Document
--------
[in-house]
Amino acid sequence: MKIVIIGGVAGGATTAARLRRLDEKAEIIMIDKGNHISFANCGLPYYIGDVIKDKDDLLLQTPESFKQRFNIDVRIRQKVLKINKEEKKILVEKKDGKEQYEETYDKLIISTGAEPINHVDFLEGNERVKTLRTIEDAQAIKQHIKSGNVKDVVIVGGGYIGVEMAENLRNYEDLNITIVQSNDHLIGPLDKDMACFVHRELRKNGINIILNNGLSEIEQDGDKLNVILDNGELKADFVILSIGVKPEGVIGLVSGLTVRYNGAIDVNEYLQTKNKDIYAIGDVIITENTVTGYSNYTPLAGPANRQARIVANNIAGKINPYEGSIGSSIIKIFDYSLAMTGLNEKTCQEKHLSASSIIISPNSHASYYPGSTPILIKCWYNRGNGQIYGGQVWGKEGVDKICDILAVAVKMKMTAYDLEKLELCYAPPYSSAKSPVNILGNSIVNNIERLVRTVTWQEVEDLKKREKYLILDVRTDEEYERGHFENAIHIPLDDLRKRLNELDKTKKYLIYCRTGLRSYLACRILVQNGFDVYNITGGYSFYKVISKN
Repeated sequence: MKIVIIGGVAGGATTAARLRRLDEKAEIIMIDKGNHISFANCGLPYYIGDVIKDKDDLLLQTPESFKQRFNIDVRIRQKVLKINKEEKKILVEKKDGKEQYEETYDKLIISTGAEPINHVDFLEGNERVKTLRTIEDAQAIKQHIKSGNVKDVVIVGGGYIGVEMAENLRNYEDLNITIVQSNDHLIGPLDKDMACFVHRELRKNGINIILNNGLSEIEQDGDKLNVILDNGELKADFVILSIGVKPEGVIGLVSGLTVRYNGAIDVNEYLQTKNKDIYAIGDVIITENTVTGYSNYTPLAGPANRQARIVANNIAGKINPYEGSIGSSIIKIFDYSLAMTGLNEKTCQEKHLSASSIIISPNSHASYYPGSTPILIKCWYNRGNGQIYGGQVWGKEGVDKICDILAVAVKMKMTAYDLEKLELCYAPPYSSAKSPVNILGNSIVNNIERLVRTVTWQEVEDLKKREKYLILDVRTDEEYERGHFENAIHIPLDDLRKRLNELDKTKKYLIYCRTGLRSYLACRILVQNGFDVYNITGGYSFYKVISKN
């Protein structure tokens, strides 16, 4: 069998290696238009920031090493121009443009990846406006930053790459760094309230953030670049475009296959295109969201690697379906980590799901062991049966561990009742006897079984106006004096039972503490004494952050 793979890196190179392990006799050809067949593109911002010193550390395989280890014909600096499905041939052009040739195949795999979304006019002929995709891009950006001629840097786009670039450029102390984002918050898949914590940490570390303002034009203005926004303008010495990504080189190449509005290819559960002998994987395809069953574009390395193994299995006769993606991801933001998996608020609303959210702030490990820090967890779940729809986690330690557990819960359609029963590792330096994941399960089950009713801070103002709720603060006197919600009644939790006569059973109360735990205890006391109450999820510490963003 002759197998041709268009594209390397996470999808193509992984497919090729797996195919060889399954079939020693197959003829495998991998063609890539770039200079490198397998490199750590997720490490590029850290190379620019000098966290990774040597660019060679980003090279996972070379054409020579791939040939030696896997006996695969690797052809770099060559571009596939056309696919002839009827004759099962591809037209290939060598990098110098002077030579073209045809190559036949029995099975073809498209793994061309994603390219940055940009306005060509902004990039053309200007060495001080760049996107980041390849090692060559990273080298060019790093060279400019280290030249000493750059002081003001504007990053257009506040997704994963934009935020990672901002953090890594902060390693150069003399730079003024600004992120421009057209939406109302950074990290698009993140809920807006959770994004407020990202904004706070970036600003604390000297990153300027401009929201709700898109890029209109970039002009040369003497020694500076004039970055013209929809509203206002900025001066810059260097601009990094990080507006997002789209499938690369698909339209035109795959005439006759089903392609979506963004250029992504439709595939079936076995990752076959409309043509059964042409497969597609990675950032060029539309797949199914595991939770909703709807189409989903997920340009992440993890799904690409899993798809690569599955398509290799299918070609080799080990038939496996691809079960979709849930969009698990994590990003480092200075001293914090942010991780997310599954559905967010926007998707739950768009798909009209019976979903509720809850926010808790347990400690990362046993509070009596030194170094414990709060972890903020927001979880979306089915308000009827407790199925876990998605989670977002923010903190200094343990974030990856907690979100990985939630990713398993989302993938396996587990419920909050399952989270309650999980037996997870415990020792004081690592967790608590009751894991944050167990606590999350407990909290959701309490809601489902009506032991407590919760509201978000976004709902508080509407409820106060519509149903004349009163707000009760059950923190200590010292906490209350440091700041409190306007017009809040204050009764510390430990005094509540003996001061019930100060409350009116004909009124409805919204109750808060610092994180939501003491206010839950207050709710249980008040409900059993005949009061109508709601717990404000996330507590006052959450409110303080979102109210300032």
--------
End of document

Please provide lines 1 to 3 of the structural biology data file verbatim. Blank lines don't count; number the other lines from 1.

[in-house]
Amino acid sequence: MKIVIIGGVAGGATTAARLRRLDEKAEIIMIDKGNHISFANCGLPYYIGDVIKDKDDLLLQTPESFKQRFNIDVRIRQKVLKINKEEKKILVEKKDGKEQYEETYDKLIISTGAEPINHVDFLEGNERVKTLRTIEDAQAIKQHIKSGNVKDVVIVGGGYIGVEMAENLRNYEDLNITIVQSNDHLIGPLDKDMACFVHRELRKNGINIILNNGLSEIEQDGDKLNVILDNGELKADFVILSIGVKPEGVIGLVSGLTVRYNGAIDVNEYLQTKNKDIYAIGDVIITENTVTGYSNYTPLAGPANRQARIVANNIAGKINPYEGSIGSSIIKIFDYSLAMTGLNEKTCQEKHLSASSIIISPNSHASYYPGSTPILIKCWYNRGNGQIYGGQVWGKEGVDKICDILAVAVKMKMTAYDLEKLELCYAPPYSSAKSPVNILGNSIVNNIERLVRTVTWQEVEDLKKREKYLILDVRTDEEYERGHFENAIHIPLDDLRKRLNELDKTKKYLIYCRTGLRSYLACRILVQNGFDVYNITGGYSFYKVISKN
Repeated sequence: MKIVIIGGVAGGATTAARLRRLDEKAEIIMIDKGNHISFANCGLPYYIGDVIKDKDDLLLQTPESFKQRFNIDVRIRQKVLKINKEEKKILVEKKDGKEQYEETYDKLIISTGAEPINHVDFLEGNERVKTLRTIEDAQAIKQHIKSGNVKDVVIVGGGYIGVEMAENLRNYEDLNITIVQSNDHLIGPLDKDMACFVHRELRKNGINIILNNGLSEIEQDGDKLNVILDNGELKADFVILSIGVKPEGVIGLVSGLTVRYNGAIDVNEYLQTKNKDIYAIGDVIITENTVTGYSNYTPLAGPANRQARIVANNIAGKINPYEGSIGSSIIKIFDYSLAMTGLNEKTCQEKHLSASSIIISPNSHASYYPGSTPILIKCWYNRGNGQIYGGQVWGKEGVDKICDILAVAVKMKMTAYDLEKLELCYAPPYSSAKSPVNILGNSIVNNIERLVRTVTWQEVEDLKKREKYLILDVRTDEEYERGHFENAIHIPLDDLRKRLNELDKTKKYLIYCRTGLRSYLACRILVQNGFDVYNITGGYSFYKVISKN